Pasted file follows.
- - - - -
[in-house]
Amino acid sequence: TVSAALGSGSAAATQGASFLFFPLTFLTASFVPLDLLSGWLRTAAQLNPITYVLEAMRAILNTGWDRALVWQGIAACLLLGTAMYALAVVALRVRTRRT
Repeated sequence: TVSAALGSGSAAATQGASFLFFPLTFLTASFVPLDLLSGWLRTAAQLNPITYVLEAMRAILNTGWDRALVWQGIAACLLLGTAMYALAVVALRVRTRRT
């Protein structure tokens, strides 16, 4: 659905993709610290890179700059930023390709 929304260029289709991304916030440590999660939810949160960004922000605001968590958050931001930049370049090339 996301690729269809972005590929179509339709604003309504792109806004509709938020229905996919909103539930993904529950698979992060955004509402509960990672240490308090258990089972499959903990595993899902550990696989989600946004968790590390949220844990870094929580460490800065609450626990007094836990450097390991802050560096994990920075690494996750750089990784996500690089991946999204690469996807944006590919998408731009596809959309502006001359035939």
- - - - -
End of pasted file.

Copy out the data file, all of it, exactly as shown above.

[in-house]
Amino acid sequence: TVSAALGSGSAAATQGASFLFFPLTFLTASFVPLDLLSGWLRTAAQLNPITYVLEAMRAILNTGWDRALVWQGIAACLLLGTAMYALAVVALRVRTRRT
Repeated sequence: TVSAALGSGSAAATQGASFLFFPLTFLTASFVPLDLLSGWLRTAAQLNPITYVLEAMRAILNTGWDRALVWQGIAACLLLGTAMYALAVVALRVRTRRT
């Protein structure tokens, strides 16, 4: 659905993709610290890179700059930023390709 929304260029289709991304916030440590999660939810949160960004922000605001968590958050931001930049370049090339 996301690729269809972005590929179509339709604003309504792109806004509709938020229905996919909103539930993904529950698979992060955004509402509960990672240490308090258990089972499959903990595993899902550990696989989600946004968790590390949220844990870094929580460490800065609450626990007094836990450097390991802050560096994990920075690494996750750089990784996500690089991946999204690469996807944006590919998408731009596809959309502006001359035939």